The BBC news website is running a report that there is only one full time registered intermediary currently available to work with vulnerable witnesses who lives in Wales.
Registered intermediaries have been a very welcome introduction to the criminal justice system under the Youth Justice and Criminal Evidence Act 1999. They are professional from a variety of backgrounds (such as social workers, clinicians etc.). They are chosen for their particular skills in facilitating communication with children or vulnerable adults, and are then given training in the workings of the criminal justice system. They can be called upon by the police and other agencies who need to interview a vulnerable person, and/or by the courts should that person be required to give evidence either as a witness or a defendant.
Zakon Training staff and associates have been involved in the training of various levels of investigative interviewing courses for many years, and have practical experience of working with intermediaries. A vital part of the training is to educate and inform the interviewer about the work of the registered intermediary, and how they can facilitate communication with vulnerable people. This is particularly relevant for advanced trained interviewers as they are more likely to be called upon to interview vulnerable people. Our Visually Recorded Interview (ABE) course deals specifically with the interviewing of witnesses, and includes how and when to call upon the services of a registered intermediary.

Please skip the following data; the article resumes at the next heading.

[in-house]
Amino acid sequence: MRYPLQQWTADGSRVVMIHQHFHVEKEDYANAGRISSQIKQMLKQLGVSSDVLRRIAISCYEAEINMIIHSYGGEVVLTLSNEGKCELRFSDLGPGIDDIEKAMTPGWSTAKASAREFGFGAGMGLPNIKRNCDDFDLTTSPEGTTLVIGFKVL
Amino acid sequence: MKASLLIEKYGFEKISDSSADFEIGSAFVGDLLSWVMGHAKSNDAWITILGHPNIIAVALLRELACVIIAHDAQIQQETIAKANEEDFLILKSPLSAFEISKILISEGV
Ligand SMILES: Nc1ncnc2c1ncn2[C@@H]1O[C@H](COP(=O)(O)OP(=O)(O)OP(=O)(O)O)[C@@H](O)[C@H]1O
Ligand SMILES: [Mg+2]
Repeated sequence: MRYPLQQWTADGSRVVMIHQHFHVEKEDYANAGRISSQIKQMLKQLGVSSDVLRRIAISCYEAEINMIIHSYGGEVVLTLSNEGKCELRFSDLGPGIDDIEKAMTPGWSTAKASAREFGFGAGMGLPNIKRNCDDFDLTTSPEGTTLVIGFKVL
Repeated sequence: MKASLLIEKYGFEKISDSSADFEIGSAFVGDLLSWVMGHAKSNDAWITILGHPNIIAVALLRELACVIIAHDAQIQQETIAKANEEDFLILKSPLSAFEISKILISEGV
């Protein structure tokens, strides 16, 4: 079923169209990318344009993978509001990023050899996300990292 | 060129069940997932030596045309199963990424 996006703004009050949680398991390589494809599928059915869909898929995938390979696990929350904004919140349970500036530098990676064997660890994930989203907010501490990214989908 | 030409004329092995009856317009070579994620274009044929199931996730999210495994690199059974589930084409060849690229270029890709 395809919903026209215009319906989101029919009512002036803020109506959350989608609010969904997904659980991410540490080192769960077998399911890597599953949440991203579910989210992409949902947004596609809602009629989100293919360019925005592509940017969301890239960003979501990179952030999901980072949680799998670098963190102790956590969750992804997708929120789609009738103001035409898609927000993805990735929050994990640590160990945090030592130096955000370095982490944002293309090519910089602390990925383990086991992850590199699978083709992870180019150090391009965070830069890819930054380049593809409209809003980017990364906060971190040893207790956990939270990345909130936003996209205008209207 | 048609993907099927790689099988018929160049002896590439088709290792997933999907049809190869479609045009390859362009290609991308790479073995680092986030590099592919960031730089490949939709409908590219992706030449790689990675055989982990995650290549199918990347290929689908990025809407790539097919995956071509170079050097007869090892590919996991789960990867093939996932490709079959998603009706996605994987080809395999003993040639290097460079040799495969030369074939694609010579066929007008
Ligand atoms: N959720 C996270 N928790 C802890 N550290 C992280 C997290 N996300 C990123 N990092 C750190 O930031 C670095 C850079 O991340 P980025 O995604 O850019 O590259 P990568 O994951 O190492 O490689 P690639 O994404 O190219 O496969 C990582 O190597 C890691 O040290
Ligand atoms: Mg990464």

According to this report on the BBC news website Wales has only 1 full time intermediary, Robert Thomas, living and working in the country. The article does acknowledge that there are three part-time intermediaries also living in wales, and that intermediaries routinely work across geographical boundaries. Whilst this might suggest the problem is not as serious as reported in that intermediaries will not necessarily be sourced from near to where the vulnerable person lives, the report does highlight issues of supply and demand.
As interviewers have become more aware of the role of the registered intermediary, there has been an increase over the years in their use. That said, Baroness Newlove says in her 2018 report "A Voice for the Voiceless" that not all vulnerable victims and witnesses are being offered the support of a registered intermediary, and that there are cases where intermediary support should be considered, but where it is not provided. A copy of her report can be found in our resource library under "I" for intermediary. Baroness Newlove puts the lack of use of intermediaries down to a failure on the part of police interviewers in particular requesting intermediaries, due (at least in part) to a lack of awareness. She also highlights the fact that there is a lack of sufficient numbers of intermediaries to meet rising demands for their use.
Intermediaries are vital in helping to ensure that the most vulnerable in our society get equal access to justice as anyone else, and it is certainly hoped that the Ministry of Justice takes heed of her recommendation to increase recruitment, and that police forces and other investigative agencies ensure those charged with the responsibility of interviewing vulnerable people are fully aware of the role and use of the registered intermediary through proper training.